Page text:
When you buy your used MacBook from Swappa, make sure to consider the following features:
- The size of retina display you’ll need
- Keyboard style
- If you want a Touchbar
- What kind of ports you’ll need
Apple trademarked the term Retina display to describe screens with a higher pixel density and the term applies to just about any Apple product with a screen. The screen resolution can be really important for people who need high resolution for work (like graphic design) or play (like watching movies).
Here are the native screen sizes for each of the Mac models:
- MacBook Retina 12″ – 2304 x 1440
- MacBook Air 13″ – 1440 x 900
- MacBook Pro 13″ – 2560 x 1600
- MacBook Pro 15″ – 2880 x 1800
The keyboard is where you’re going to “experience” your device the most. In 2015, Apple changed their key mechanisms from a traditional scissor mechanism to a butterfly mechanism on the 12” MacBook, which affected the feel of the keys when you pressed them. The new keyboard design came with some criticism, with the majority of complaints stemming from how the keys sound when pressed and the distance between the keys.
In 2016, when the MacBook Pro got the 2nd generation butterfly keyboard some reviews said it felt more natural and the keys had more give than the 1st generation keyboard introduced on the 2015 12” MacBook. The second generation of this new keyboard may be an improved experience but in the end it all comes down to preference.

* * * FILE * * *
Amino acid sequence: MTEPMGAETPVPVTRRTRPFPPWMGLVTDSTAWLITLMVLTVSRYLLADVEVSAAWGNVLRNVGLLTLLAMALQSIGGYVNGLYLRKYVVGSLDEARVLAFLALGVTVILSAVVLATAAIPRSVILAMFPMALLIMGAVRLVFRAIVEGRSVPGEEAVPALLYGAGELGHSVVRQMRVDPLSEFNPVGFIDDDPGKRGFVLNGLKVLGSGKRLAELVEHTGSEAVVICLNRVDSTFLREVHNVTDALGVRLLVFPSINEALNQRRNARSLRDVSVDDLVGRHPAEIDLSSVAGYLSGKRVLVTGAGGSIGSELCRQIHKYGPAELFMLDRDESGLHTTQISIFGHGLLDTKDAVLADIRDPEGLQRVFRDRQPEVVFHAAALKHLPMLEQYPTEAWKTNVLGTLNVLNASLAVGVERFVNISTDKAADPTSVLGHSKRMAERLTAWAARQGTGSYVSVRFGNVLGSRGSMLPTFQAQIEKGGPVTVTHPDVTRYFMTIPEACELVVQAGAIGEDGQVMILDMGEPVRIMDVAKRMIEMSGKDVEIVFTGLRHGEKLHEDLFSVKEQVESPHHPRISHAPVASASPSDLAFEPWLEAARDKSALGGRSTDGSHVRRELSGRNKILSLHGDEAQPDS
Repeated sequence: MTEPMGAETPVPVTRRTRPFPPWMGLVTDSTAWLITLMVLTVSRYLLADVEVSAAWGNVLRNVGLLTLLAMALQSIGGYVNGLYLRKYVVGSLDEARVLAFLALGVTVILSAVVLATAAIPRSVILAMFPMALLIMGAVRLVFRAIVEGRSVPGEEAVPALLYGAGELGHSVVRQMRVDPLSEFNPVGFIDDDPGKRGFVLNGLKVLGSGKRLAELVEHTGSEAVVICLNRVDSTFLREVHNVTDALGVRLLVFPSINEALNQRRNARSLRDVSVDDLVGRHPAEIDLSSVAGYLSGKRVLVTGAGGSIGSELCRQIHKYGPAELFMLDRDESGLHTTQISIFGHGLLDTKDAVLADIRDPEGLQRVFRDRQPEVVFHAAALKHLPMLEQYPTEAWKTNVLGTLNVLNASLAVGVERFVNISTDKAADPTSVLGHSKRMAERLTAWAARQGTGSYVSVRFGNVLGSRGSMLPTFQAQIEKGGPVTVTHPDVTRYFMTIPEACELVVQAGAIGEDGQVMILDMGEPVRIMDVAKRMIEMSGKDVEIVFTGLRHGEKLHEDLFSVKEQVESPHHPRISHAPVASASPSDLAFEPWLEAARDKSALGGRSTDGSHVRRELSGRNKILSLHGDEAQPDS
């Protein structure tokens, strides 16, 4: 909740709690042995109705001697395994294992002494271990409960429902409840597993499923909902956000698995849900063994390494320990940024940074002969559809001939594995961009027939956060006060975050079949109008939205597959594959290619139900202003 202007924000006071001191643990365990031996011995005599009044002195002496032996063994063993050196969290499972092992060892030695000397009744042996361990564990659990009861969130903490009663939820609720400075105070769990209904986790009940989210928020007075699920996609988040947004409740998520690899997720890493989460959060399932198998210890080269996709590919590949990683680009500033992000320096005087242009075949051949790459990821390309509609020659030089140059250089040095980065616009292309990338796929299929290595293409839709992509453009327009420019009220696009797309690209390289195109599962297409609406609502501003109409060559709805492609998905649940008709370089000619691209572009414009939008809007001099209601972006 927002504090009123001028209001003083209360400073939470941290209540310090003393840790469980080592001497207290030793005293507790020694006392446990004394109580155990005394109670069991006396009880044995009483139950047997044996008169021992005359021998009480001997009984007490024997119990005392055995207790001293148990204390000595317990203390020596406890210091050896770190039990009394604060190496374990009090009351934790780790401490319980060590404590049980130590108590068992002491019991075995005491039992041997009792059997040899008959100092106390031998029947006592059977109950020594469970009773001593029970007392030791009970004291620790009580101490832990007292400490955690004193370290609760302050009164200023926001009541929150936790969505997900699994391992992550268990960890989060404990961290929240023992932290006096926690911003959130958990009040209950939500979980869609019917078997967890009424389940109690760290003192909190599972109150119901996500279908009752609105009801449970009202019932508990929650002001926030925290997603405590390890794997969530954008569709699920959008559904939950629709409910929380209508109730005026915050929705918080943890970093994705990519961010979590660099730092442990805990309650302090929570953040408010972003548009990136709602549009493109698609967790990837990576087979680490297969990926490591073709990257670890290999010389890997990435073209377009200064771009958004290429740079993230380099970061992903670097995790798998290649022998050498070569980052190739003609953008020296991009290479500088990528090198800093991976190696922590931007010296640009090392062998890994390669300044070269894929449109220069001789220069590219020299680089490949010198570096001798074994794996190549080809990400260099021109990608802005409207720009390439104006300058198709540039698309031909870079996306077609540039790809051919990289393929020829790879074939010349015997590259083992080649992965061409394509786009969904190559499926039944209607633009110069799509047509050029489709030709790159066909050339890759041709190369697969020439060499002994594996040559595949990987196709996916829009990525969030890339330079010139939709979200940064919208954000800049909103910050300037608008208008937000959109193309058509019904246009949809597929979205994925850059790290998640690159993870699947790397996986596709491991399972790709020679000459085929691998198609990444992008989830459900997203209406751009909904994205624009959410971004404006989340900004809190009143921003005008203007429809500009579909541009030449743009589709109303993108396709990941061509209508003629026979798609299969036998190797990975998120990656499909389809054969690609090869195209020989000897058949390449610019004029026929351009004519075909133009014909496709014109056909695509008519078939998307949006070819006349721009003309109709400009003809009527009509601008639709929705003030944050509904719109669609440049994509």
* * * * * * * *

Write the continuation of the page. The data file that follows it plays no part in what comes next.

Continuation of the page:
If you’re new to Apple MacBooks then the height and distance of keys, the icons used as well as the sounds they make will all be new to you. Don’t worry, as you get use to your new-to-you laptop it will start to feel second nature.
The Touchbar is a relatively new feature that you’ll find on slightly newer used MacBooks. You’ll find listings for used Apple laptops that feature “with Touchbar” to call out this innovative way to interact with your content. Apple introduced the Touchbar on the MacBook Pro (15-inch, 2016) and later and MacBook Pro (13-inch, 2016, Four Thunderbolt 3 Ports) and later.
The touchbar is essentially a Retina display located at the top of the keyboard. It feels like smooth glass and the digital buttons change based on what you’re doing. The display shows controls based on whatever you’re doing. This dynamic content allows you to make changes in apps on the fly.
Why you may want to go “Touchbar”
- You want to customize shortcuts
By default you’ll get a soft escape key on the left and four shortcuts on the right. With the Touchbar you’re able to customize which four shortcuts those buttons display. If you, for example, need a screen capture shortcut key rather than volume control you can customize one of those buttons to do screen capture and save yourself a few clicks.
- You use apps with sliders
From watching videos on Youtube to editing video in a software application like Final Cut Pro, the slider that is available on the Touchbar while using these apps make it easier to dial into more specific locations within the media.